While the 114 is the widest ski in the Sick Day lineup, this copy certainly is in keeping with the trend we’ve seen recently of “powder” skis getting narrower, or fat skis getting skinnier. Three or four years ago, it wouldn’t have been at all surprising if there was a Sick Day 122 (and just in case you need evidence of this, LINE actually used to make a Sick Day 125). But now if you want a LINE ski that’s wider than 120 mm, your options are the more specific, Eric Pollard-inspired (and very good) Pescado and the Magnum Opus, while the Sick Day series keeps things in a range of more versatile widths.

Then again, LINE’s own copy makes no mention of the Sick Day 114 as a versatile, everyday ski, so that is going to be one of our primary questions to answer: is this really a dedicated soft-snow or deep-snow performer? How well does it hold up in less-than-deep, less-than-perfect conditions?


The 180 SD 114 comes in at 1920 & 1936 grams, and the 190 version comes in at 2102 & 2137 grams. That’s light, but it’s not crazy light, which is a good sign if you want this ski to not suck in variable conditions.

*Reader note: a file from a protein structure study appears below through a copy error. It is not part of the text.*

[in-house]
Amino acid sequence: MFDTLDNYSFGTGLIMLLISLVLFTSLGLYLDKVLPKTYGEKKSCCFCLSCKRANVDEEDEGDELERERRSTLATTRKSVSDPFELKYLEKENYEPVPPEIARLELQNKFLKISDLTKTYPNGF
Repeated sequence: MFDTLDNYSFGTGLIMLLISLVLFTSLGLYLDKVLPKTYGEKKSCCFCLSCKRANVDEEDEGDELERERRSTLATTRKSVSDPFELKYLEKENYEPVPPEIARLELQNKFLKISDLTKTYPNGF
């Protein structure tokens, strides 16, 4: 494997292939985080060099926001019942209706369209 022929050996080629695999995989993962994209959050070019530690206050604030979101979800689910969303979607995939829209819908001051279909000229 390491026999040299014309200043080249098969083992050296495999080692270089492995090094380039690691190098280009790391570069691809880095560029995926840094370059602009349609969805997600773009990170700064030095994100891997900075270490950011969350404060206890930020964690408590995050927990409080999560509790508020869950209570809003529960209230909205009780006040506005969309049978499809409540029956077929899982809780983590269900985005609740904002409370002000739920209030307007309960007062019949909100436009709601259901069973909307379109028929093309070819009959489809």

Weight-wise, it also means that the Sick Day 114 could certainly work as a dedicated (wider) touring ski, but there are a whole lot of lighter touring skis out there. So weight weenies probably aren’t going to be interested in the Sick Day 114 as their dedicated touring ski, but those looking for a 50/50 ski for inbounds and touring duties should definitely keep reading (as should anyone who still understands that dragging an extra couple hundred grams uphill often pays dividends when it’s time to actually, you know, ski).

Flex Pattern

Hand flexing the 180 cm Sick Day 114, I’d sum up the flex pattern like this:

Tips: 6
Shovels: 7-8
Underfoot: 9-10
Behind the Heel piece: 10-9
Tails: 8-7

I.e., the tips are forgiving, the tails are supportive, and the middle of the ski is substantial…

Shape / Rocker Profile

And just to be clear, this is not one of LINE’s super buttery skis; check out that mount point — at more than 10 centimeters behind center, we are in fully directional territory here, and we should point out again (as we did in our First Look at the Sick Day 104), that the DNA of the now-discontinued, truly-excellent Sick Day Tourist 102 lives on in the Sick Day 114.